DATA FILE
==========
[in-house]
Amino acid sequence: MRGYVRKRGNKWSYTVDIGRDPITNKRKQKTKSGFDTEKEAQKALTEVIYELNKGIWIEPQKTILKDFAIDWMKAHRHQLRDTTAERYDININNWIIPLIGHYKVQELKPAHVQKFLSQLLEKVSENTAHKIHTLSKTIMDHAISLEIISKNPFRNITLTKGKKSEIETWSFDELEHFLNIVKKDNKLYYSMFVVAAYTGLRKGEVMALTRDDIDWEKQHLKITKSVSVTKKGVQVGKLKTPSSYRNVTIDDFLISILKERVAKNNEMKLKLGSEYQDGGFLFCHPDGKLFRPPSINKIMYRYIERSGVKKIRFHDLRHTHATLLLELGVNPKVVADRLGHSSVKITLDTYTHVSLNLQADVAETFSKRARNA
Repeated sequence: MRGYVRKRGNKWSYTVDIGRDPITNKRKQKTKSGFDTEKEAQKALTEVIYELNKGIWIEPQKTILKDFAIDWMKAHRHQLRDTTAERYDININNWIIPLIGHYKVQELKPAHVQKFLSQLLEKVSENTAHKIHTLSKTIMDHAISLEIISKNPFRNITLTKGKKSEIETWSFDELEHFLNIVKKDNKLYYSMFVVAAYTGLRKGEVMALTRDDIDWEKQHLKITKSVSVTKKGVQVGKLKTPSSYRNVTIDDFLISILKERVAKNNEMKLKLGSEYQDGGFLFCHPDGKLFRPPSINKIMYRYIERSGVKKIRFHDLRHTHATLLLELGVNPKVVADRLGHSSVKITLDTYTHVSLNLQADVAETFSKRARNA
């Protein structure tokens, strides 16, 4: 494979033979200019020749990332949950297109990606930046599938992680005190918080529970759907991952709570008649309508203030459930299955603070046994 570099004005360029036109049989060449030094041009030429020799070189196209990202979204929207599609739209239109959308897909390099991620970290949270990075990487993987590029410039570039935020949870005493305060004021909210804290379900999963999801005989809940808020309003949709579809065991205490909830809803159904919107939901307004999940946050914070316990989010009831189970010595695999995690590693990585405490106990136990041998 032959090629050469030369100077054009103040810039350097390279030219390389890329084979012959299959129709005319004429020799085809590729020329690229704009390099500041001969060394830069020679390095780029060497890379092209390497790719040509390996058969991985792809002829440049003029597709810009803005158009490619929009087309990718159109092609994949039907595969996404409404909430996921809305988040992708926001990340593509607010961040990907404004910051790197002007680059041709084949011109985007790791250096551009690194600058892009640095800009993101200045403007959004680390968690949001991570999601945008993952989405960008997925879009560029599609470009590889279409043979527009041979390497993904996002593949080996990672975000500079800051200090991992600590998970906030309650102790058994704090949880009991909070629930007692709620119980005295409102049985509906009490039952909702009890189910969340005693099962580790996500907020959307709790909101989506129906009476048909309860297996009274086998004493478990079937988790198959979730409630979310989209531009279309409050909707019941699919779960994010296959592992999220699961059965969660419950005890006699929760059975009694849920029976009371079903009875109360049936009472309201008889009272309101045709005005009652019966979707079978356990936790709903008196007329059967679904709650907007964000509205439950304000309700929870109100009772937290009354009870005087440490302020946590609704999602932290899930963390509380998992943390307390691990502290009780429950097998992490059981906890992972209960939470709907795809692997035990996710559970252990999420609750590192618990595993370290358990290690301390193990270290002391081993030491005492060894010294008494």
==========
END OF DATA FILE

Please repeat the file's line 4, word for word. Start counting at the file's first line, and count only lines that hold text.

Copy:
């Protein structure tokens, strides 16, 4: 494979033979200019020749990332949950297109990606930046599938992680005190918080529970759907991952709570008649309508203030459930299955603070046994 570099004005360029036109049989060449030094041009030429020799070189196209990202979204929207599609739209239109959308897909390099991620970290949270990075990487993987590029410039570039935020949870005493305060004021909210804290379900999963999801005989809940808020309003949709579809065991205490909830809803159904919107939901307004999940946050914070316990989010009831189970010595695999995690590693990585405490106990136990041998 032959090629050469030369100077054009103040810039350097390279030219390389890329084979012959299959129709005319004429020799085809590729020329690229704009390099500041001969060394830069020679390095780029060497890379092209390497790719040509390996058969991985792809002829440049003029597709810009803005158009490619929009087309990718159109092609994949039907595969996404409404909430996921809305988040992708926001990340593509607010961040990907404004910051790197002007680059041709084949011109985007790791250096551009690194600058892009640095800009993101200045403007959004680390968690949001991570999601945008993952989405960008997925879009560029599609470009590889279409043979527009041979390497993904996002593949080996990672975000500079800051200090991992600590998970906030309650102790058994704090949880009991909070629930007692709620119980005295409102049985509906009490039952909702009890189910969340005693099962580790996500907020959307709790909101989506129906009476048909309860297996009274086998004493478990079937988790198959979730409630979310989209531009279309409050909707019941699919779960994010296959592992999220699961059965969660419950005890006699929760059975009694849920029976009371079903009875109360049936009472309201008889009272309101045709005005009652019966979707079978356990936790709903008196007329059967679904709650907007964000509205439950304000309700929870109100009772937290009354009870005087440490302020946590609704999602932290899930963390509380998992943390307390691990502290009780429950097998992490059981906890992972209960939470709907795809692997035990996710559970252990999420609750590192618990595993370290358990290690301390193990270290002391081993030491005492060894010294008494």